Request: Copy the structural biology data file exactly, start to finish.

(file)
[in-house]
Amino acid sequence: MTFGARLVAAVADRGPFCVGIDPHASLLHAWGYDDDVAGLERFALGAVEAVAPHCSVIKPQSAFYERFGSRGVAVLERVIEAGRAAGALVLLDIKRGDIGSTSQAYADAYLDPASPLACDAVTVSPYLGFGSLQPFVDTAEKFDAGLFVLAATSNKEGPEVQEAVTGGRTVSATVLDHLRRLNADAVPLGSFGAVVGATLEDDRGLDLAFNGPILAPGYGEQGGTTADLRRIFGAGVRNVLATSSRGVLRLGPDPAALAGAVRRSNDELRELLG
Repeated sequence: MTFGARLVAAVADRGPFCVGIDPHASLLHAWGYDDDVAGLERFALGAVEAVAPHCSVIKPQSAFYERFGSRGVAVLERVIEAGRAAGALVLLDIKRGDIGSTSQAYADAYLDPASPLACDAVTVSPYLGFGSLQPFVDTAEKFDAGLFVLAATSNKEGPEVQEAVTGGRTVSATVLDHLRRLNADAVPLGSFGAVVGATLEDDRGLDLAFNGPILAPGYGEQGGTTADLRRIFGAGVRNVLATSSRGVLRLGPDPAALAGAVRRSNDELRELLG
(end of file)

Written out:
[in-house]
Amino acid sequence: MTFGARLVAAVADRGPFCVGIDPHASLLHAWGYDDDVAGLERFALGAVEAVAPHCSVIKPQSAFYERFGSRGVAVLERVIEAGRAAGALVLLDIKRGDIGSTSQAYADAYLDPASPLACDAVTVSPYLGFGSLQPFVDTAEKFDAGLFVLAATSNKEGPEVQEAVTGGRTVSATVLDHLRRLNADAVPLGSFGAVVGATLEDDRGLDLAFNGPILAPGYGEQGGTTADLRRIFGAGVRNVLATSSRGVLRLGPDPAALAGAVRRSNDELRELLG
Repeated sequence: MTFGARLVAAVADRGPFCVGIDPHASLLHAWGYDDDVAGLERFALGAVEAVAPHCSVIKPQSAFYERFGSRGVAVLERVIEAGRAAGALVLLDIKRGDIGSTSQAYADAYLDPASPLACDAVTVSPYLGFGSLQPFVDTAEKFDAGLFVLAATSNKEGPEVQEAVTGGRTVSATVLDHLRRLNADAVPLGSFGAVVGATLEDDRGLDLAFNGPILAPGYGEQGGTTADLRRIFGAGVRNVLATSSRGVLRLGPDPAALAGAVRRSNDELRELLG